The cold Canadian winter is filled with many outdoor pursuits beyond shovelling snow. There is ice hockey, skiing, snowshoeing, and of course, ice fishing. Drill a hole in the ice, drop your baited hook, and wait. Pull up a chair, a thermos of coffee (or perhaps something stronger) and it can be a very relaxing way to pass a winter's day on a frozen lake. Throw in some big prize money however, and you have the makings of a competitive fishing derby.
The Wikwemikong First Nation, located on Manitoulin Island hosts one of the largest fishing derbies in the region. Manitoulin is the largest fresh water island in the world and is located at the top of Lake Huron. This year, Wikwemikong hosted its ninth annual derby on January 11, 2017 and had 440 participants from all over the province of Ontario, and beyond, all vying for over $30 000 in cash and prizes.
Instead of a fishing rod, I grabbed my camera gear and photographed the event.
The event started at 8 a.m. but participants arrived in the pre-dawn hours in order to select their hole and set up their gear. Over six hundred holes were drilled and marked in the days before the derby. The time lapse below shows the transformation as people made their way onto the ice.
Perhaps the biggest draw is the $10 000 prize for the first tagged fish caught with fifty tagged fish released the day before the derby. By 8:30, one lucky participant had pulled the first one out of the ice.
After shooting the time lapse, I made my way onto the ice and began photographing the event up close. The past two years saw temperatures of -30 degrees Celsius and biting winds. This year the temperature hovered around the freezing mark without a breath of wind, making it far more comfortable. Nonetheless, of the 440 participants at least a hundred ice fishing huts popped up, which added an extra degree of comfort to those inside.
The slushy conditions made it a chore to walk around, but this gave me a good excuse to stop and chat a little longer with both friends and strangers. After photographing a couple of participants that I knew, I suddenly heard a booming female voice yell, "Hey, you can come into my hut and photograph me!". Well, that's an invitation that a photographer can't resist!
I took off my camera backpack, and squeezed through the narrow opening of her ice hut and was greeted with the amazing smell of a first class breakfast cooking - bacon, sausage and pancakes, all being prepared on a small two-burner stove.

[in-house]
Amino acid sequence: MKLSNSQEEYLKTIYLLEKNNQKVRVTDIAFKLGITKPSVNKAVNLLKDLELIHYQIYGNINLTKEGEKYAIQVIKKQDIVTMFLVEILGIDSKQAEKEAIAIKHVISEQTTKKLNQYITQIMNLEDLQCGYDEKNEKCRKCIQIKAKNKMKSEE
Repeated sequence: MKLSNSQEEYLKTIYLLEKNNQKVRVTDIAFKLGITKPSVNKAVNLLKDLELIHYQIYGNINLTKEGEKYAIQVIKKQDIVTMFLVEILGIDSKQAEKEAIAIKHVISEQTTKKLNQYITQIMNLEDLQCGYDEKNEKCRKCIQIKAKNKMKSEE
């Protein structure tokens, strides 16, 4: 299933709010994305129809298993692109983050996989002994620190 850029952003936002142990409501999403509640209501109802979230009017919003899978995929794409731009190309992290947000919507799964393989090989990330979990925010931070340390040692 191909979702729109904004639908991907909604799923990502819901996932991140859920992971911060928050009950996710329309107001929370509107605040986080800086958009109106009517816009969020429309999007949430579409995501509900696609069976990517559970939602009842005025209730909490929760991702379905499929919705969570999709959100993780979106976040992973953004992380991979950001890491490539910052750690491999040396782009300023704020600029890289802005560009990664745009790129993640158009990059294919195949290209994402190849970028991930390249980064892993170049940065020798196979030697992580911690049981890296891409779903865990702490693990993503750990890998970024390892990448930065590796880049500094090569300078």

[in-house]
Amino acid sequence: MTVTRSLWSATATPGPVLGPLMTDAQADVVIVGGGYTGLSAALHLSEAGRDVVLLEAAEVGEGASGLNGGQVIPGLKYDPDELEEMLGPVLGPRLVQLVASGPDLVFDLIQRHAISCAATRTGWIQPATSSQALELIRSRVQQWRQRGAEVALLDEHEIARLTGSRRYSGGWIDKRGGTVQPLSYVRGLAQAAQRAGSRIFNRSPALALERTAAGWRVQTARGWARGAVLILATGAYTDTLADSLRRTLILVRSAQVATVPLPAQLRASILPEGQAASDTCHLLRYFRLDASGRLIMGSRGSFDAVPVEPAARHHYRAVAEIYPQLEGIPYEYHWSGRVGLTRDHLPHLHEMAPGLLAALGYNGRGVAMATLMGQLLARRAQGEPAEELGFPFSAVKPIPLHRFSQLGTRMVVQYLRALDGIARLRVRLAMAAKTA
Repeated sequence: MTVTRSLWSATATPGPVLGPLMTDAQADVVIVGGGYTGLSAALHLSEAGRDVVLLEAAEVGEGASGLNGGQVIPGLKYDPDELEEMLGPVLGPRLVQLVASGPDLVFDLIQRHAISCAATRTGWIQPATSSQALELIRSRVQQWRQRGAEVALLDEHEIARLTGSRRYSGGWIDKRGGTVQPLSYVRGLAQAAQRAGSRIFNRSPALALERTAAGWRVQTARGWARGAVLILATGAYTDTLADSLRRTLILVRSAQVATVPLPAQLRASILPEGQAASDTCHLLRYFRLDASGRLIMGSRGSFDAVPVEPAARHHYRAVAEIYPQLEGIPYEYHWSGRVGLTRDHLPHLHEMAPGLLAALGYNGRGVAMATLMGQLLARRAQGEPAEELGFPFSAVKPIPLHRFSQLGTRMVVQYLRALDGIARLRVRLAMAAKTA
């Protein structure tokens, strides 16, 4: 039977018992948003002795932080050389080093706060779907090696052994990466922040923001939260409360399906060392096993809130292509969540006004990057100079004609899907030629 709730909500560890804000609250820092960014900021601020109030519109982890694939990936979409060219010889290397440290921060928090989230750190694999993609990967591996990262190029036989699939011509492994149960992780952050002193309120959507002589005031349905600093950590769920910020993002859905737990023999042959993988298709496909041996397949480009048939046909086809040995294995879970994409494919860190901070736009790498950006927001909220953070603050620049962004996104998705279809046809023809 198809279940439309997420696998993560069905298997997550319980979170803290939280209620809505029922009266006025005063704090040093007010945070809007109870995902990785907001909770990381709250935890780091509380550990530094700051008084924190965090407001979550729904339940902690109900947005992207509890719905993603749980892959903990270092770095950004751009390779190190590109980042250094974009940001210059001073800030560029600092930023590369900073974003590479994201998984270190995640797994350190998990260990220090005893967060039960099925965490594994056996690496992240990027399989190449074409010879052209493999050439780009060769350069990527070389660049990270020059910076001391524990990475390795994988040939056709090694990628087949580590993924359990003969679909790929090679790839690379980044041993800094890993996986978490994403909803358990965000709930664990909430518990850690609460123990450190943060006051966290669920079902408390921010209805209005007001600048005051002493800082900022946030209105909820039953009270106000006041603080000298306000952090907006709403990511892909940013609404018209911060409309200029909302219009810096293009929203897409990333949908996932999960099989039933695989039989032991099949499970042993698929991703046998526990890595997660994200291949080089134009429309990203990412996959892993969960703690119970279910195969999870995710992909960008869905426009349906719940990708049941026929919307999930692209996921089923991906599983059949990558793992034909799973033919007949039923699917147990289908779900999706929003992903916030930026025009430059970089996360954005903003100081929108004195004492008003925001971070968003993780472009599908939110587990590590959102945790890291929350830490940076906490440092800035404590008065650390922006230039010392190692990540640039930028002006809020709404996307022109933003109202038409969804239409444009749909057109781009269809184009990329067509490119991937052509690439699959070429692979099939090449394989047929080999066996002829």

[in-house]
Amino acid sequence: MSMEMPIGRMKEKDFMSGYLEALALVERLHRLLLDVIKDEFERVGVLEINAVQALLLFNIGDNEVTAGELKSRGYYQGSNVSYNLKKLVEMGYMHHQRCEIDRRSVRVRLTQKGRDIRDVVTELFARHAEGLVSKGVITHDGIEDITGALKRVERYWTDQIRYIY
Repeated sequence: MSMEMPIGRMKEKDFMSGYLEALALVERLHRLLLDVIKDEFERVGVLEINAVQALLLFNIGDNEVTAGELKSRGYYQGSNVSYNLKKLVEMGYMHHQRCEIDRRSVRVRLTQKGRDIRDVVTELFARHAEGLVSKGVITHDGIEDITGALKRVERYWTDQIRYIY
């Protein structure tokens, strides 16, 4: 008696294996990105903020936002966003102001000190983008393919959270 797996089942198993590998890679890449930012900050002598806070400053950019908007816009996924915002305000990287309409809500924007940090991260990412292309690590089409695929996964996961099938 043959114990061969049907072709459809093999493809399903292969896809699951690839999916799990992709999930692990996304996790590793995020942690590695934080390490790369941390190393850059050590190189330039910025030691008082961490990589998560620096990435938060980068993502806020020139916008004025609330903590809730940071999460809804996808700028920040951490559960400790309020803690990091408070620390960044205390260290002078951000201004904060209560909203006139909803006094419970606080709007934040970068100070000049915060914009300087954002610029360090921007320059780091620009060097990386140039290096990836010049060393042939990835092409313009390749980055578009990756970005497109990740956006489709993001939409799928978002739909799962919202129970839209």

"You're that photographer guy on Facebook." (I get that a lot.)
"Yup, that's me."
Her name was Joni Shawana, from Wikwemikong, and it turned out we had a personal connection. It didn't take long before I found out that she was related to two of my former (and favourite) students from many years ago.
After munching out on a couple of piping hot sausages, I thanked Joni for the great conversation and continued on my way. At the next hole I met Randall Shawana, Joni's brother and a former student who I haven't seen in close to twenty years. It was obvious that he wasn't counting on catching any fish since he was indulging in a piece of KFC.
The derby is organized by Wikwemikong Tourism and is hosted by Bayside Resort, a beautiful collection of well-appointed cabins and facilities on the shore of Manitowaning Bay.
With an event as large as this, it's easy to overlook some of the more interesting details. With four hours on my hands, I had plenty of time to focus in on some of the finer points, including some portrait shots.
I was impressed with how many people were happy to pose for the camera and share in a story and a good laugh. For the locals, they were proud of how successful the event was. For those who had travelled, they talked about the previous day's snowstorm and the challenges of driving through it to be there. They were also pleased with how well organized the derby was.
Eventually I was able to trudge my way through the slush to the final hole, where a couple of fisherman had noticed a eagle in the trees surveying the strange assemblance before it. I slapped on my super-telephoto lens and attempted to get a few shots.
For those who needed a break, there was plenty of food and a warm place to warm your toes.
The competition ended at noon. Everyone then headed to the gymnasium of the Wikwemikong High School for a great fish dinner and the awarding of the prizes.
Last Words (and Photos)
The Wikwemikong Fish Derby is a great draw for tourists and locals alike. The proceeds from the event go to support Wikwemikong Tourism and the development and delivery of other events throughout the year. Next year's 10th anniversary is guaranteed to be the biggest one yet. I'm hoping for equally mild weather so that my trigger finger doesn't freeze.
Peter Baumgarten is a professional photographer and educator. He is also an Olympus Visionary and NiSi Official Photographer.